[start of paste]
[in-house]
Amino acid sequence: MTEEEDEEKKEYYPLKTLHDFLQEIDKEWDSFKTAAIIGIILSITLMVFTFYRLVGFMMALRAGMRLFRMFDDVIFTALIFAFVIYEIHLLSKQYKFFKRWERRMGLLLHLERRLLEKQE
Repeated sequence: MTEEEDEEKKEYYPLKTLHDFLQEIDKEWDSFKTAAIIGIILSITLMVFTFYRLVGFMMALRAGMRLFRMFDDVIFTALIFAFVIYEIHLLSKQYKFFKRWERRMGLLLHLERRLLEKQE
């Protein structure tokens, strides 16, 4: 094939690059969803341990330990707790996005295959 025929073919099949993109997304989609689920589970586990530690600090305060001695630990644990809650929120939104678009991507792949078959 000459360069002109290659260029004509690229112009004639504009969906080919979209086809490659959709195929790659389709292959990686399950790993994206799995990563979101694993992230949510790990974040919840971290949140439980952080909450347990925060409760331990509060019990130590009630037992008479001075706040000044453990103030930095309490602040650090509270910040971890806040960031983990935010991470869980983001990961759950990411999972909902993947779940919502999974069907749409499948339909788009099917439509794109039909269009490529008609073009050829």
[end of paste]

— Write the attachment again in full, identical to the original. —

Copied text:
[in-house]
Amino acid sequence: MTEEEDEEKKEYYPLKTLHDFLQEIDKEWDSFKTAAIIGIILSITLMVFTFYRLVGFMMALRAGMRLFRMFDDVIFTALIFAFVIYEIHLLSKQYKFFKRWERRMGLLLHLERRLLEKQE
Repeated sequence: MTEEEDEEKKEYYPLKTLHDFLQEIDKEWDSFKTAAIIGIILSITLMVFTFYRLVGFMMALRAGMRLFRMFDDVIFTALIFAFVIYEIHLLSKQYKFFKRWERRMGLLLHLERRLLEKQE
């Protein structure tokens, strides 16, 4: 094939690059969803341990330990707790996005295959 025929073919099949993109997304989609689920589970586990530690600090305060001695630990644990809650929120939104678009991507792949078959 000459360069002109290659260029004509690229112009004639504009969906080919979209086809490659959709195929790659389709292959990686399950790993994206799995990563979101694993992230949510790990974040919840971290949140439980952080909450347990925060409760331990509060019990130590009630037992008479001075706040000044453990103030930095309490602040650090509270910040971890806040960031983990935010991470869980983001990961759950990411999972909902993947779940919502999974069907749409499948339909788009099917439509794109039909269009490529008609073009050829």